By integrating an agonist satiety signal, provided by alpha–melanocyte-stimulating hormone (α-MSH), and an antagonist signal, provided by agouti-related protein (AGRP), the melanocortin-4 receptor (MC4-R) is a key element in the hypothalamic control of food intake. Inactivation of the gene encoding this G protein–coupled receptor causes obesity in mice. In humans, frameshift mutations in MC4-R cause an early-onset dominant form of obesity in two families. In this study we find a high frequency (4%) of rare heterozygous MC4-R mutations in a large population of morbidly obese patients. No such mutations were found in controls. By analyzing the phenotypes of the probands carrying these mutations, we demonstrate that these patients display a common, nonsyndromic form of obesity. Interestingly, functional analysis of the mutant receptors indicates that obesity-associated defects in MC4-R range from loss of function to constitutive activation. Transmission of these mutations in the families of the carriers indicates a variable expressivity that is not related to the functional severity of the mutations. This variable expressivity of MC4-R–associated obesity is not due to variations in genes for α-MSH or AGRP. Taken together, these results demonstrate that MC4-R mutations are a frequent but heterogeneous genetic cause of morbid obesity.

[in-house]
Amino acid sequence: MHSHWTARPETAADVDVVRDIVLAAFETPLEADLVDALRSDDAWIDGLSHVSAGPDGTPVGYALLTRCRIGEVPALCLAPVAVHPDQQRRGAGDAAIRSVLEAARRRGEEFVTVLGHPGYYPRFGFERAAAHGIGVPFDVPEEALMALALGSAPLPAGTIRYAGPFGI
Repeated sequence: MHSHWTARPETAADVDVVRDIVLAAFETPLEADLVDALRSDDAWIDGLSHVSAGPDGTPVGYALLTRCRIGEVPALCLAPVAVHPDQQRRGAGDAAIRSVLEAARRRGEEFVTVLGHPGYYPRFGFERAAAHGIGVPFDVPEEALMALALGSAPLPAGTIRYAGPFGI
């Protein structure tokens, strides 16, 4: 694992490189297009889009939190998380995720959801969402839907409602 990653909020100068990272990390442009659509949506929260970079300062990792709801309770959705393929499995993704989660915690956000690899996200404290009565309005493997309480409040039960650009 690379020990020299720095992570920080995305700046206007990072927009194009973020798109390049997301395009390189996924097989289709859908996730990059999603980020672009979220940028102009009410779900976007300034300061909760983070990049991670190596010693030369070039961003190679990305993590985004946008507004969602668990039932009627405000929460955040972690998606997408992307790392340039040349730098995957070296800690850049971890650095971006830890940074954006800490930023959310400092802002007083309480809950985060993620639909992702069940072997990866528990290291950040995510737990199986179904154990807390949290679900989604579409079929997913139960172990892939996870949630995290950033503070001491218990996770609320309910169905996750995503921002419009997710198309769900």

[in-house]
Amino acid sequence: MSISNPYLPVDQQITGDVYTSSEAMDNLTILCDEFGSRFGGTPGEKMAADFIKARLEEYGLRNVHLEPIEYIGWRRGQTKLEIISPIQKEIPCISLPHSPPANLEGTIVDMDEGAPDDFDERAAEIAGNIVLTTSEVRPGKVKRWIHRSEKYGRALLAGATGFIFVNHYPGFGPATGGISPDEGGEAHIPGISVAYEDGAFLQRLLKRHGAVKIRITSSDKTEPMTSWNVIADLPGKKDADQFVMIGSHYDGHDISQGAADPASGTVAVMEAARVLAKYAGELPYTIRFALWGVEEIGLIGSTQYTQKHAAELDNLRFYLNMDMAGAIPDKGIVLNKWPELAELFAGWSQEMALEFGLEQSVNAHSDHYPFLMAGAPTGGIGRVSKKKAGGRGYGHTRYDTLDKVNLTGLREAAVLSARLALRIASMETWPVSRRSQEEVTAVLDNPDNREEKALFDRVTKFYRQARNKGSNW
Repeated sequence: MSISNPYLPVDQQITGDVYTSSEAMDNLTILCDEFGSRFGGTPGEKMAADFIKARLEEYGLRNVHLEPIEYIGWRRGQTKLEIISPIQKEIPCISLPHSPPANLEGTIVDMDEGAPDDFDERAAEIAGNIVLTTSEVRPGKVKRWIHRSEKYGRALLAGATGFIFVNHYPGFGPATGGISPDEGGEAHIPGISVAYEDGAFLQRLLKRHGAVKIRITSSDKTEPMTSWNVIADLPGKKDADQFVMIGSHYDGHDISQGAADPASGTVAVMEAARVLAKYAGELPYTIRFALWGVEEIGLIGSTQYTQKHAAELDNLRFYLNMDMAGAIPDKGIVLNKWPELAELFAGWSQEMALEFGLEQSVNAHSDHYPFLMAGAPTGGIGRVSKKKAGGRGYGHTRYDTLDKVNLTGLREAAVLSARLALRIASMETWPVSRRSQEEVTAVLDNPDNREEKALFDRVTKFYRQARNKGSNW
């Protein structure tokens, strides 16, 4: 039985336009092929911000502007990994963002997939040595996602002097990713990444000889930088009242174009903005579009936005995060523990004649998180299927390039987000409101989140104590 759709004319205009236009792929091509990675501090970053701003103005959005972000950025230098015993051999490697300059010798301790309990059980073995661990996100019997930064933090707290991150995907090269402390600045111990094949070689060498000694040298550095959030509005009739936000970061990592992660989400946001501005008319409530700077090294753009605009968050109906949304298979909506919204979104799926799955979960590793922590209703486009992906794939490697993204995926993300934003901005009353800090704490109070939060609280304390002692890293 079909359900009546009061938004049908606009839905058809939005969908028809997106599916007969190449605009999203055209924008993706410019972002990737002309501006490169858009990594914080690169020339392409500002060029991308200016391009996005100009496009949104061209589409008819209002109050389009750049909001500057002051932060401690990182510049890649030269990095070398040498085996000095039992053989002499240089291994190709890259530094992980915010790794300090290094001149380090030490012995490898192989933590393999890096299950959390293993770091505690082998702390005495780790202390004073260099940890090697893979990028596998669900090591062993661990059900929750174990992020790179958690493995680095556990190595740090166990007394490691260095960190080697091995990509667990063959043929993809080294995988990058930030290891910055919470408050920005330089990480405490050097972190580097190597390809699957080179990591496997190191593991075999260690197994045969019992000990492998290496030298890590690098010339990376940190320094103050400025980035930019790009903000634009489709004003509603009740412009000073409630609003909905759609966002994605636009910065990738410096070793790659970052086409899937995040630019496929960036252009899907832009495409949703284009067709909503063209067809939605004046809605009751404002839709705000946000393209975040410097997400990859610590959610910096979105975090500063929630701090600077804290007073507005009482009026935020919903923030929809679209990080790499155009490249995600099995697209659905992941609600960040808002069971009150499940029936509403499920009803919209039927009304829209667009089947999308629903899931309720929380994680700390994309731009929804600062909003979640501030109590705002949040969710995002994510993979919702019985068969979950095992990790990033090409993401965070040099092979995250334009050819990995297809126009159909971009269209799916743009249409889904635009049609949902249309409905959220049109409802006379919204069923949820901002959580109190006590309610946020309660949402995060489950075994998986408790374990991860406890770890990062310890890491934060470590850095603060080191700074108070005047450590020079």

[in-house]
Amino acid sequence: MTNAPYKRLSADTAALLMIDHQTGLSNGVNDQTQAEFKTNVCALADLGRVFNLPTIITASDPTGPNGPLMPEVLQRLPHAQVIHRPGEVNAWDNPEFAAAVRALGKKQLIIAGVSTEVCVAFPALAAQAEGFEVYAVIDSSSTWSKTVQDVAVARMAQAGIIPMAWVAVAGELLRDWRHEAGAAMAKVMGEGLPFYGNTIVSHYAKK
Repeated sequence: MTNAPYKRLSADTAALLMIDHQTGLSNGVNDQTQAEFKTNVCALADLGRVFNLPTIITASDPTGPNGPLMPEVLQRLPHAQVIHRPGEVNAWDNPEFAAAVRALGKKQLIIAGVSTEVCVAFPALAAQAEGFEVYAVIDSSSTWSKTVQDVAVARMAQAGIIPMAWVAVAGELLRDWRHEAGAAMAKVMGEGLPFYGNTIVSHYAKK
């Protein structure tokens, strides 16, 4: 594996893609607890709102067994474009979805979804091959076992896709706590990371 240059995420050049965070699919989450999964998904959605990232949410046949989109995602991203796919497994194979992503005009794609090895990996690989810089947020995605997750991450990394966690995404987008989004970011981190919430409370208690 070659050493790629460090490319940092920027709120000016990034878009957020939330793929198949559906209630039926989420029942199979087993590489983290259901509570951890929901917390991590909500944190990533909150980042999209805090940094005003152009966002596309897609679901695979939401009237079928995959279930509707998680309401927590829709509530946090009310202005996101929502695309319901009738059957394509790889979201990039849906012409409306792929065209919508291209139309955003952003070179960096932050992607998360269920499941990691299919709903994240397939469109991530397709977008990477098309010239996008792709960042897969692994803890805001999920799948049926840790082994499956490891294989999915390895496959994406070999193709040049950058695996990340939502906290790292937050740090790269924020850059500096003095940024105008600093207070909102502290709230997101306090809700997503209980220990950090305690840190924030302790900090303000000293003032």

Christian Vaisse, Karine Clement, Emmanuelle Durand, Serge Hercberg, Bernard Guy-Grand, Philippe Froguel
Guidelines: The Editorial Board will only consider letters that we deem relevant and of interest to our readers. We will not post data that have not been subjected to peer review, nor will we post letters that are essentially a reiteration of another letter. We reserve the right to edit any letter for length, content, and clarity. Authors will be notified by e-mail if their letters were accepted. No appeals will be considered.
Specific requirements: All letters must be 400 words or fewer. You may enter the letter as plain text or HTML. The author's name and e-mail address are required, and will be posted with the letter. All possible conflicts of interest must be noted, even if they are not posted. If you wish to include a figure (keep in mind that non-peer-reviewed data will not be posted), please contact the editors directly at email@example.com.